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UBC Theses and Dissertations

Rosebush Q - sort : counsellor assessment of child abuse Bowden, Sara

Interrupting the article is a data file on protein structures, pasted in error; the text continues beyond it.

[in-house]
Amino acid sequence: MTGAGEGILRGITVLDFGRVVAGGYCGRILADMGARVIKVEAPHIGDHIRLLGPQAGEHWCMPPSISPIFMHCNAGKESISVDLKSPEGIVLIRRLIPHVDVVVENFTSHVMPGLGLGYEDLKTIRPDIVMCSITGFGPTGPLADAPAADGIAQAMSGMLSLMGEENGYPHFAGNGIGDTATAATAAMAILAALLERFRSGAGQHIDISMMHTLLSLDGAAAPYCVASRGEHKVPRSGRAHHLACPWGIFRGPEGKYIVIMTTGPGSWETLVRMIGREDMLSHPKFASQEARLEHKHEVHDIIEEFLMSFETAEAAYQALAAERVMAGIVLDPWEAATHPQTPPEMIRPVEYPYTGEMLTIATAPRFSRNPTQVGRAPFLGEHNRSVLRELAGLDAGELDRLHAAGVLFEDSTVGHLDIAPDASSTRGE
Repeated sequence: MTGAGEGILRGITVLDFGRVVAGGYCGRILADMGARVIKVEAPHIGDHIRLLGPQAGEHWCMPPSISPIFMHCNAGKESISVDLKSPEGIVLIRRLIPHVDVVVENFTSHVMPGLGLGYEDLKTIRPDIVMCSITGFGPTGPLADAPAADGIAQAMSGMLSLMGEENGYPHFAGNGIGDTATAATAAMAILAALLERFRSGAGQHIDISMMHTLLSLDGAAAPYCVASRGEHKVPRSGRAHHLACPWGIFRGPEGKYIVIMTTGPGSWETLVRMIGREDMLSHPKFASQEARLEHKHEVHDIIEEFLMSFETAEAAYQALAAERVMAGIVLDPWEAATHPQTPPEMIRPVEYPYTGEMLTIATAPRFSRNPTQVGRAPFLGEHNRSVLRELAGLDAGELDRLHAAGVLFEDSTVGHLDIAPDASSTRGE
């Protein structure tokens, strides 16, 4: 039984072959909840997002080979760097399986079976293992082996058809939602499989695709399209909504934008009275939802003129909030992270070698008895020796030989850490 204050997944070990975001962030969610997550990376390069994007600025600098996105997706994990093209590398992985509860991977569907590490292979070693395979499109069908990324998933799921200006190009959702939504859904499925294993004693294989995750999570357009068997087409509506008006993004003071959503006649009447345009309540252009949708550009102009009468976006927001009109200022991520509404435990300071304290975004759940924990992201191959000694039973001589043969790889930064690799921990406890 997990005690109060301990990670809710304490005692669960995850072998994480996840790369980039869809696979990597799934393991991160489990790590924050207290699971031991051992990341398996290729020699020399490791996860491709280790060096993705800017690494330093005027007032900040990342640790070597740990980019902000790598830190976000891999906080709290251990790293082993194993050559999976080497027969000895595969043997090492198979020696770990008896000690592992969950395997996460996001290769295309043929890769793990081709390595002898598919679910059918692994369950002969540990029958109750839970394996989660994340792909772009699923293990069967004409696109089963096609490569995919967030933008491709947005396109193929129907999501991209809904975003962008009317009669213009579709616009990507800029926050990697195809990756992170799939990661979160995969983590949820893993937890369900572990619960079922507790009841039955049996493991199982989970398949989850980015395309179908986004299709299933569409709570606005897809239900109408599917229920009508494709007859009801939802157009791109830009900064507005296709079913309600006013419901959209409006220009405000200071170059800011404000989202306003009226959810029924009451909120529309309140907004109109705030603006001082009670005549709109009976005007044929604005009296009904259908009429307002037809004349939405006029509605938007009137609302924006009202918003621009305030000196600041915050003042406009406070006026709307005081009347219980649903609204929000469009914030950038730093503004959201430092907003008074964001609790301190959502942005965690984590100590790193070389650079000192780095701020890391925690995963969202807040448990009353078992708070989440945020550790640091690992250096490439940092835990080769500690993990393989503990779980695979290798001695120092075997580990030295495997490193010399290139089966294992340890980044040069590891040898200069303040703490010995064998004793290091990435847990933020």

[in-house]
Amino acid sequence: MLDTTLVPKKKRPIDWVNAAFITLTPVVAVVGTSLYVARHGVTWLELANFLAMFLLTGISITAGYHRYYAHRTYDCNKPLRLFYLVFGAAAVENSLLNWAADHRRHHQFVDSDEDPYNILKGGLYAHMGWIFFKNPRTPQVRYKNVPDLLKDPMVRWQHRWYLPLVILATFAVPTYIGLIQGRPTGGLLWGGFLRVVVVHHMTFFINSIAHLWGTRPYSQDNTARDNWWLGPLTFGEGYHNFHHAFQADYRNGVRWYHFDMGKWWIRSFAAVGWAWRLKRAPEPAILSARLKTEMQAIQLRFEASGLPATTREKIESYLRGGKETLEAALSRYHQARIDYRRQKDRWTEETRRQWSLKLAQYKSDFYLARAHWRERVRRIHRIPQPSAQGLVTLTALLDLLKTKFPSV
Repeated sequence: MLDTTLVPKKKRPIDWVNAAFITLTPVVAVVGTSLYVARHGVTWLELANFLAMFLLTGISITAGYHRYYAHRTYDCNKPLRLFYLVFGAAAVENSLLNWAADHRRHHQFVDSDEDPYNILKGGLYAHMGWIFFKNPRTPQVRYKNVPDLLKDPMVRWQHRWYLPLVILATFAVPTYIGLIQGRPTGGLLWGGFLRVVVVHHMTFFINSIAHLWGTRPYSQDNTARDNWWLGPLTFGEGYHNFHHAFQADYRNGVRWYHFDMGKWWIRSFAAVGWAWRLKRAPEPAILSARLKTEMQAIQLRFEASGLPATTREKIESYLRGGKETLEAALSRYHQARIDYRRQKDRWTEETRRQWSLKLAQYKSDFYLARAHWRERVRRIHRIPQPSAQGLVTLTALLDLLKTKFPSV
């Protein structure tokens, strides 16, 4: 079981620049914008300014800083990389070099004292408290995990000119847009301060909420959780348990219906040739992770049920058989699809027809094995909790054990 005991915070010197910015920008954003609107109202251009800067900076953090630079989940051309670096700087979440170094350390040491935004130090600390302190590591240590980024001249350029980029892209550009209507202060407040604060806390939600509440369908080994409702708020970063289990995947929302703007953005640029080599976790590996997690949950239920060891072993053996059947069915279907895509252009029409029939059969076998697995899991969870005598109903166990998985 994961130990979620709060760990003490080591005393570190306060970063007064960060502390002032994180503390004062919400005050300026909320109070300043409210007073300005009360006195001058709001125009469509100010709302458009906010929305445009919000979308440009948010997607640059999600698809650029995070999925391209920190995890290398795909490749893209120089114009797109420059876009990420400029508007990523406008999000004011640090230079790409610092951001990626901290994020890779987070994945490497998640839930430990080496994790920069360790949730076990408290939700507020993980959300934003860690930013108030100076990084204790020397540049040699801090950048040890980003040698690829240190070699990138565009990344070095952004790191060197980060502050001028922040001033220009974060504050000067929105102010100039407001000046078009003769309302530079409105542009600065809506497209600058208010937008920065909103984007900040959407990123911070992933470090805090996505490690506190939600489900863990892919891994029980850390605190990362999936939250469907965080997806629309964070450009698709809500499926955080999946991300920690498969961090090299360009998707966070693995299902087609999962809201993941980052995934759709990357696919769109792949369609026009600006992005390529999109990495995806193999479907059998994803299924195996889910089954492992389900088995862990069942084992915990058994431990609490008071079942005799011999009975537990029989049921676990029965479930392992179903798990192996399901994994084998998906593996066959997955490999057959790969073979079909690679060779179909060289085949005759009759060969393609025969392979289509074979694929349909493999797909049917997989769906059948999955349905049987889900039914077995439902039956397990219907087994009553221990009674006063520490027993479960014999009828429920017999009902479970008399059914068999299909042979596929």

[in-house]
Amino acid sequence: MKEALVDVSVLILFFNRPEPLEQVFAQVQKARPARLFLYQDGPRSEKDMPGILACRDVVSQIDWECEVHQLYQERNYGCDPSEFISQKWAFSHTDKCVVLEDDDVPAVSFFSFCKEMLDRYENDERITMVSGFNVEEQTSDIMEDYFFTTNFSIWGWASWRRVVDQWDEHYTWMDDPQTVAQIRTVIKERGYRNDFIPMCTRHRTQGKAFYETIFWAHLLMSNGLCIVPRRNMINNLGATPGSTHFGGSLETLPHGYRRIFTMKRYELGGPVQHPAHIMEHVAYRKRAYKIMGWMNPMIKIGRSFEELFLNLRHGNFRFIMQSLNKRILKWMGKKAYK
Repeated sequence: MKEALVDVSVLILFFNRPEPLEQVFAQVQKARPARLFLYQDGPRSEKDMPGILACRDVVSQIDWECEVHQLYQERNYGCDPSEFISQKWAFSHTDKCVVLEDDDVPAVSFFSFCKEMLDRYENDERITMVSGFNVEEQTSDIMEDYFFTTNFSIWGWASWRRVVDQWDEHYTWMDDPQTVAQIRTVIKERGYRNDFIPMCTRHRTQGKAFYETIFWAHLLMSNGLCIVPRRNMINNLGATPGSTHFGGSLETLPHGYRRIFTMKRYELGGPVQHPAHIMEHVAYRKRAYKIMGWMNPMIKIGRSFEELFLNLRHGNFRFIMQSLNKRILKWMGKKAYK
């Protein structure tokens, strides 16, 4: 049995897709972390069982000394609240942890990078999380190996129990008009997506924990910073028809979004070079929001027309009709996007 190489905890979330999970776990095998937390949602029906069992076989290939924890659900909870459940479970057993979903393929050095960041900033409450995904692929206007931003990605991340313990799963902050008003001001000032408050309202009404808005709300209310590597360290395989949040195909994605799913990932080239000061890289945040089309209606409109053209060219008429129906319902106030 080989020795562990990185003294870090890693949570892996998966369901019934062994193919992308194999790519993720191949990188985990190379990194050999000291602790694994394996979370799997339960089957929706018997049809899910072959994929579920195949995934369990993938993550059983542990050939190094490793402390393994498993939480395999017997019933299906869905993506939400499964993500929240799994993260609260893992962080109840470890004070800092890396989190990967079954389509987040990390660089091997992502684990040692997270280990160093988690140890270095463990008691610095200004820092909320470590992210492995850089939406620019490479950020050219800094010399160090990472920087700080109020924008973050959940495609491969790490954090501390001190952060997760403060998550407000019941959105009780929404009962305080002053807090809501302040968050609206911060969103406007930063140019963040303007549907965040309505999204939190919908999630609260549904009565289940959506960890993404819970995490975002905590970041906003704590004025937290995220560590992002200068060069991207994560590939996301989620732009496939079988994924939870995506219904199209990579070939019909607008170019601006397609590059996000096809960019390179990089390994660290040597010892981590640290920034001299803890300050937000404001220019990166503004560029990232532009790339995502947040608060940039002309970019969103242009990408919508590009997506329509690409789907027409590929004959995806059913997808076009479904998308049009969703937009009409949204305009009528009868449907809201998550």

The Rosebush Visualization Technique (RVT) (Allan & Crandall,1986) a projective art technique, and Q sort Methodology were combined in an experiment to test their usefulness in assessing sexual, physical and emotional abuse. Forty two children between the ages of 8 and 13 inclusive were selected from four groups; the sexually abused with a mean age of 9.5, physically abused with a mean age of 10.75, emotionally neglected with a mean age of 9.0; and children who had suffered neither abuse nor neglect with a mean age of 9.7. In accordance with the RVT, the subjects were instructed to take a minute or two to imagine themselves as a rosebush. Each child then inspected 24 drawings of rosebushes selected from a previous study using the RVT and representing a range of trauma from no known trauma to severe trauma, from amongst the four groups. Each child then selected and ordered the 24 drawings into those rosebushes that were most and least like their own visualizations. Each child subsequently developed a Q-sort of the 24 drawings that was analyzed by both Q-sort methodology and analysis of variance techniques. The results indicated that the Q-sort analyses did not support the hypotheses that traumatized children would select drawings completed by similarly traumatized children. However, a follow up repeated measures analysis of variance indicated a significant joint group x picture effect at the .05 level of significance. A study of these joint effects indicated that the two different groups, traumatized and nontraumatized, did in fact differentially identify some of the pictures, but not on the basis expected. This finding provides support for the hypothesis that children's preference for a set of pictures reflects their own background of abuse or non abuse. The implications of this finding for clinical practice and research are discussed.

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